Blue-eyed grass (Sisyrinchium albidum), on the other hand, doesn't grow higher than a foot or eighteen inches. It's not a grass; it gets its common name from its thin, grasslike leaves. The "blue eye" is the dot at the base of the v formed by those...things the petals attach to. Now what are those called?

I find that observing its delicate, slightly fringed petals has a calming effect. You can see those petals a bit here.

Below is trout lily (Erythornum albidum), a spring ephemeral—you can see the flowers are gone by now. Cindy, who also writes beautifully about the prairie in her blog and has a new book out, explained that trout lilies mostly reproduce through rhizomes, connections underground. But occasionally a mature trout lily will produce that podlike thing you see below, which attracts ants, who then disperse the seeds within to farther-flung locations.


One treat of late spring/early summer at Schulenberg Prairie are the wild hyacinth. Deer love them so they can tend to have a hard time establishing themselves in preserves in the Chicago area. Unfortunately I only have a fairly cruddy picture from our May 13 walk (right, below), but here's a link to a better photo from a post from last year. On the left below is a wild hyacinth bud. I love examining the neat little patterns of stored energy evident in flower buds.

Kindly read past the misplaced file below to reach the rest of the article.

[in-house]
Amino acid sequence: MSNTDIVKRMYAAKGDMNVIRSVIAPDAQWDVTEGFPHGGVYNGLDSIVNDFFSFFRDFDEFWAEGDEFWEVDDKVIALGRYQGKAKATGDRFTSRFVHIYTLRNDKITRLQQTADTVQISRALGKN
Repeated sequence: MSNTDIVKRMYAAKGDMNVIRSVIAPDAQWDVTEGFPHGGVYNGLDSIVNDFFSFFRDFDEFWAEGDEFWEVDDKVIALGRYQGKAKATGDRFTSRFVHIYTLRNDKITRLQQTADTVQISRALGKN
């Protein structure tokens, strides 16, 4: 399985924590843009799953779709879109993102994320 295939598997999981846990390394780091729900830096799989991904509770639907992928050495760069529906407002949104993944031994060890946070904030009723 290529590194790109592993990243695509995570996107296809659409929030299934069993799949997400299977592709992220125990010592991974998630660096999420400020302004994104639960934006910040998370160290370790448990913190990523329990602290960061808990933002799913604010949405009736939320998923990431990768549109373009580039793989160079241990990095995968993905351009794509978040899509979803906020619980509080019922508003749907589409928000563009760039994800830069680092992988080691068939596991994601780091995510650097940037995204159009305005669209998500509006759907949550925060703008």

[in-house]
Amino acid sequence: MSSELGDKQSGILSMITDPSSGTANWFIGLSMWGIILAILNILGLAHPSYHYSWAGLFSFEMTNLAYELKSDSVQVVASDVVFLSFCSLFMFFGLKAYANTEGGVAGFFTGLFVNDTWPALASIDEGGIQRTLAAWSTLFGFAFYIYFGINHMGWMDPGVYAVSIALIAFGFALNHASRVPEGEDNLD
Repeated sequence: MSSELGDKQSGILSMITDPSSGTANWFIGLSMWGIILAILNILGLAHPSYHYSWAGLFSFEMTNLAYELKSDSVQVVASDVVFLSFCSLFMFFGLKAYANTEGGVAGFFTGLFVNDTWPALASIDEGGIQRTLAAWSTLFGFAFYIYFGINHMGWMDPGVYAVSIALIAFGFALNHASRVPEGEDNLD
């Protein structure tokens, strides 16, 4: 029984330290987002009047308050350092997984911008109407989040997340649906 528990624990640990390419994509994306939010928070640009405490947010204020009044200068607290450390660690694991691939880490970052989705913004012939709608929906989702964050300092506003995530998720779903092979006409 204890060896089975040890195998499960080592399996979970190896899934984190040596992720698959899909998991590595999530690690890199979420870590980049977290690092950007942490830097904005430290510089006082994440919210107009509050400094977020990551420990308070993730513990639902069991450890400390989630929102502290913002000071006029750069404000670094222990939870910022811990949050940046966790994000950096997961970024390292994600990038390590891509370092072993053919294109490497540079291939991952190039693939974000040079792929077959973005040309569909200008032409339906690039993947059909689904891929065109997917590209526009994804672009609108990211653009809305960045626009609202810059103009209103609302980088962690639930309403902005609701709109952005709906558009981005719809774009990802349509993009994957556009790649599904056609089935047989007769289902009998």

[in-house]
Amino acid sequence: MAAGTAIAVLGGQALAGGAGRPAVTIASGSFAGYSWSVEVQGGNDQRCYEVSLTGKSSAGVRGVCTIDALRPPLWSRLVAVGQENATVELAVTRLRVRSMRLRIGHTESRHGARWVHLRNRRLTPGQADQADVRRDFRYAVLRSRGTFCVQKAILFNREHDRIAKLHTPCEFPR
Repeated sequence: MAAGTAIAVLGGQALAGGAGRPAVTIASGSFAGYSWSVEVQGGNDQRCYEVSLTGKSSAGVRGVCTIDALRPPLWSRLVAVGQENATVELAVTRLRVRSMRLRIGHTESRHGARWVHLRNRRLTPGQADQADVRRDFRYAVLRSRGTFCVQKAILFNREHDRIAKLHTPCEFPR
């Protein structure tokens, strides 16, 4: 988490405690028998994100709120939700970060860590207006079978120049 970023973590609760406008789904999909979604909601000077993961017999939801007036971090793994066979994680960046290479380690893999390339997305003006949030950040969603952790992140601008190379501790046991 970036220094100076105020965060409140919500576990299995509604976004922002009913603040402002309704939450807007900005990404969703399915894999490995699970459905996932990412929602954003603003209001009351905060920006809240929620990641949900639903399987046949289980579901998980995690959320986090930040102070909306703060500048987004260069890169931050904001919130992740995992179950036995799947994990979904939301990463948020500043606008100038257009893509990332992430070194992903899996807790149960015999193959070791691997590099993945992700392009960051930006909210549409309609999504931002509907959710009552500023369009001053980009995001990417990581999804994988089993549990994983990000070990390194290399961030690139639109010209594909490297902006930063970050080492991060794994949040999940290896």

The prairie in the spring is a huge quilt of patterns created by plants growing up together. Here—enjoy the swirls and bends of coreopsis, golden alexander, and prairie dock intermingling.

Friday, May 26, 2017

A response from Starbucks

A while ago I wrote to Starbucks about their use of throw-away materials and the lack of composting and even recycling at many sites. I got a letter back, almost immediately, actually.

Chris Johnson (via US Fish & Wildlife HQ) CC 2.0
Dear Kaara, 
Thank you for contacting Starbucks Coffee Company. I just finished reading your email and appreciate you taking the time to share your concerns with us.
Starbucks is committed to significantly reducing the waste our stores generate - especially when it comes to recycling. 
We know this is important to our customers, to us and our planet. In fact, we get more customer comments about recycling than any other environmental issue - especially when it comes to our cups.